Albuquerque Man Pleads Guilty to Interstate Travel to Engage in Illicit Sexual Conduct with a Minor, Child Exploitation and Child Pornography Charges

DOJ - Department of Justice
DOJ - Department of Justice
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ALBUQUERQUE – Bentley Streett, 42, of Albuquerque, N.M., pled guilty this morning in federal court to interstate travel to engage in illicit sexual conduct with a minor, child exploitation and child pornography charges. 

According to court documents, Streett was arrested in Oct. 2014, by the FBI and the Bernalillo County Sheriff’s Office (BCSO) on federal child exploitation charges.  The investigation into Streett began in Oct. 2013, after the National Center for Missing and Exploited Children forwarded a tip to the New Mexico Internet Crimes Against Children (ICAC) Task Force. 

During today’s proceedings, Streett pled guilty to interstate travel to engage in illicit sexual conduct with a minor, two counts of production of visual depictions of minors engaged in sexually explicit conduct also known as child pornography, three counts of attempted production of child pornography, distribution of child pornography and possession of child pornography.

In entering the guilty plea, Streett admitted that between July 31, 2013, and Aug. 4, 2013, he traveled from Albuquerque to Sycamore, Ill., for the purpose of engaging in sexual conduct with a 14-year- old victim.  Streett also admitted that from May 2013 through at least Feb. 2014, he attempted to persuade minors to produce child pornography and send the images to him and sent one of those minors different images of child pornography.  Streett admitted that he saved multiple images of child pornography on his laptop.

At sentencing, Streett faces a statutory mandatory minimum of 15 years and a maximum of 30 years in federal prison.  Streett also will be required to register as a sex offender.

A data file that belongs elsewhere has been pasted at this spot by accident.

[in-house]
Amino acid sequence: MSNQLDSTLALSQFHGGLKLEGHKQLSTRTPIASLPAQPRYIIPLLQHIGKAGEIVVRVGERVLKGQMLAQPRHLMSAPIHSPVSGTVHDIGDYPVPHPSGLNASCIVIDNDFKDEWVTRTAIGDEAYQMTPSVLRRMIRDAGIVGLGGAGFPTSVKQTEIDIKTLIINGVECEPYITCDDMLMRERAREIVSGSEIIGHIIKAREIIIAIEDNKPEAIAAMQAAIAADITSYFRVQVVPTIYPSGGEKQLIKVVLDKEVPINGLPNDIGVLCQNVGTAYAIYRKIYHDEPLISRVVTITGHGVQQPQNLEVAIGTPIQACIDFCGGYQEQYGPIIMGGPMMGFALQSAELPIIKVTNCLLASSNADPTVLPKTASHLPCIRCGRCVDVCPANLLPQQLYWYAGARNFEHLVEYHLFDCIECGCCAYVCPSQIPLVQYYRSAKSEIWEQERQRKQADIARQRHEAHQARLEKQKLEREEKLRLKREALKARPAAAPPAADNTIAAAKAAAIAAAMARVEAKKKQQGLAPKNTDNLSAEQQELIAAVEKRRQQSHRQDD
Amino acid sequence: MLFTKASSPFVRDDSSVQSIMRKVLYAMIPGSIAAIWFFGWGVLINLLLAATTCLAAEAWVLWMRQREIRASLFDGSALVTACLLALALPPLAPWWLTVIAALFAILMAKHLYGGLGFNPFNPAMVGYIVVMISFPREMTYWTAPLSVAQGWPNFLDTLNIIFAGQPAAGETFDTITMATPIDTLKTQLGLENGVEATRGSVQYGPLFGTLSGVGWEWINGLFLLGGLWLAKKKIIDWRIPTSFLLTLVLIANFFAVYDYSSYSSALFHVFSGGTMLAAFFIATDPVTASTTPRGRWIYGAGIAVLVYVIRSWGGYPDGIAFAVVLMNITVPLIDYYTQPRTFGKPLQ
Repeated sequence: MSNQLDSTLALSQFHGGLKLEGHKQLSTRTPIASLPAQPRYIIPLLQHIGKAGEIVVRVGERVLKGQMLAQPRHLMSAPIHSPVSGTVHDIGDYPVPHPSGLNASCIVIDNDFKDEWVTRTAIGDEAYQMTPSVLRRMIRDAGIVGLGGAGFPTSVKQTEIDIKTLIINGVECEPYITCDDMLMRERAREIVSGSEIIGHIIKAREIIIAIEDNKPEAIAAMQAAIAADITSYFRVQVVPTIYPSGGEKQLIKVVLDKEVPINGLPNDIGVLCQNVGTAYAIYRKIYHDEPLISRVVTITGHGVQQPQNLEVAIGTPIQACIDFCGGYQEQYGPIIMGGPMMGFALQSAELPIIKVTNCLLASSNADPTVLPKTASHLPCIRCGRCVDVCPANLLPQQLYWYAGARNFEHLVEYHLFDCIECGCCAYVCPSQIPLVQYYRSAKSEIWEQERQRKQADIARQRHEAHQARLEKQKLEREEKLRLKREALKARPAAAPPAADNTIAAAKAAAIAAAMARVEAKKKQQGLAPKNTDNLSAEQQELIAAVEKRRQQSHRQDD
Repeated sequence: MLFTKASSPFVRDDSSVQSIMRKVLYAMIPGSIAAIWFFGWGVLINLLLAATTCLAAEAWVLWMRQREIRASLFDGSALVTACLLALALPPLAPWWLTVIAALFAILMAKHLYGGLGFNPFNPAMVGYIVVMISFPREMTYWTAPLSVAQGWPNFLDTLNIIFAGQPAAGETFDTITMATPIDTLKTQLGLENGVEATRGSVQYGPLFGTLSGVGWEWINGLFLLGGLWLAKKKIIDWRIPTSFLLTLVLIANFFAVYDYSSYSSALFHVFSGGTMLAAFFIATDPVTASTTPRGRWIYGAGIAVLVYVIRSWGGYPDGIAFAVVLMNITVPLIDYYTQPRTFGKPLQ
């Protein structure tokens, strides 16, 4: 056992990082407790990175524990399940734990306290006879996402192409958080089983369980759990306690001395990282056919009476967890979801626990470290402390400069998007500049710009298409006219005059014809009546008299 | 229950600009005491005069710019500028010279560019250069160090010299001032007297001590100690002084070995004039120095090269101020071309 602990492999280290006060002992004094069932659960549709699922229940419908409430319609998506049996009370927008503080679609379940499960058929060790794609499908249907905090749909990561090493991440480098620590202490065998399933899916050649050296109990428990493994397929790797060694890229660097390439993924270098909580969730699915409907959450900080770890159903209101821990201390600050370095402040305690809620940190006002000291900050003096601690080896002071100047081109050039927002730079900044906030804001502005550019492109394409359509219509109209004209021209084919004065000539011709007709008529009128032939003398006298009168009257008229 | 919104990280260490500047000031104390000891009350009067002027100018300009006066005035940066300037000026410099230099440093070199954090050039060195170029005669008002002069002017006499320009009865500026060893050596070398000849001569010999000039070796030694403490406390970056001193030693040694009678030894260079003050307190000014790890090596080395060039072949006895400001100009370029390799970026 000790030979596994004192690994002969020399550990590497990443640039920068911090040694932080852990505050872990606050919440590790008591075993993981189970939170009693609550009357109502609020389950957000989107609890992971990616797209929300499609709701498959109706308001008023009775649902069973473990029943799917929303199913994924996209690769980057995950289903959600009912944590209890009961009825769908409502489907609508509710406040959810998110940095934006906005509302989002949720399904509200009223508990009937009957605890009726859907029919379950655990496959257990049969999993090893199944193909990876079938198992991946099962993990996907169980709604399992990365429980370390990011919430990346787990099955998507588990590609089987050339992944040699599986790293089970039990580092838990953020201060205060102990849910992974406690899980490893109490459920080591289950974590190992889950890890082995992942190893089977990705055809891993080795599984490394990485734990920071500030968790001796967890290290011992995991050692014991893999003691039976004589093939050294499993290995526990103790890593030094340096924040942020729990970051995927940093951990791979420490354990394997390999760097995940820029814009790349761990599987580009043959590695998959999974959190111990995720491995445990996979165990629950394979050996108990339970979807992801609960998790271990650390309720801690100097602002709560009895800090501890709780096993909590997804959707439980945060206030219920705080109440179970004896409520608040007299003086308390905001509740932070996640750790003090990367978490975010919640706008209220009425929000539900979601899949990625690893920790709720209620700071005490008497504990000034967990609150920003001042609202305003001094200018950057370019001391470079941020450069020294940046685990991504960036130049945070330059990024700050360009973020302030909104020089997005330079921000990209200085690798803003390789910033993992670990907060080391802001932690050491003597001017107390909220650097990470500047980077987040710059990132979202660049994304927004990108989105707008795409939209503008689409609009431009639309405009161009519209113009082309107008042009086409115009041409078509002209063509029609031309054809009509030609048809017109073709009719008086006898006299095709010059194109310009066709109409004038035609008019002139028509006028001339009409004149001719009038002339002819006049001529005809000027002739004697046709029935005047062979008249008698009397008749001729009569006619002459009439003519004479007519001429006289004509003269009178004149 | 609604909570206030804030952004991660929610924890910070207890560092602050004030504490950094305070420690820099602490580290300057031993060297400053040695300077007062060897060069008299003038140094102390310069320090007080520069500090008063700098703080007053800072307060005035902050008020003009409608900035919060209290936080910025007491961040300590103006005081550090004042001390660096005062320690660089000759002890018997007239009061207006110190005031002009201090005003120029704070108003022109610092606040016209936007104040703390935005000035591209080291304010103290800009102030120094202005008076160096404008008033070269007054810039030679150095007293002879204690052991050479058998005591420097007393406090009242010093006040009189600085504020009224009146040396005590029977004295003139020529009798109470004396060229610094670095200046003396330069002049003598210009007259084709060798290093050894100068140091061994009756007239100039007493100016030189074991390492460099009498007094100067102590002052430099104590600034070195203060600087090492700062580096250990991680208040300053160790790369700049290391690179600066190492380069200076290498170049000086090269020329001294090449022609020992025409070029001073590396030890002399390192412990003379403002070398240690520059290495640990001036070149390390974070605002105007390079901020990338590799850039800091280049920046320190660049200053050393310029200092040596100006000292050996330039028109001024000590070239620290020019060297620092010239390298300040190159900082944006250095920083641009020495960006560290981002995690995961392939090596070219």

This case was investigated by the Albuquerque office of the FBI, the BCSO, the New Mexico ICAC Task Force, the New Mexico Attorney General’s Office and the Regional Computer Forensics Laboratory (RCFL).  The case is being prosecuted by Assistant U.S. Attorney Sarah Mease as part of Project Safe Childhood, a nationwide initiative launched in May 2006 by the Department of Justice (DOJ) to combat the growing epidemic of child sexual exploitation and abuse.  Led by United States Attorneys’ Offices and DOJ’s Criminal Division’s Child Exploitation and Obscenity Section, Project Safe Childhood marshals federal, state and local resources to better locate, apprehend and prosecute individuals who exploit children via the Internet, as well as to identify and rescue victims.  For more information about Project Safe Childhood, please visit http://www.justice.gov/psc/.

The case also was brought as a part of the New Mexico ICAC Task Force’s mission, which is to locate, track, and capture Internet child sexual predators and Internet child pornographers in New Mexico.  There are 86 federal, state and local law enforcement agencies associated with the New Mexico ICAC Task Force, which is funded by a grant administered by the New Mexico Attorney General’s Office.  Anyone with information relating to suspected child predators and suspected child abuse is encouraged to contact federal or local law enforcement.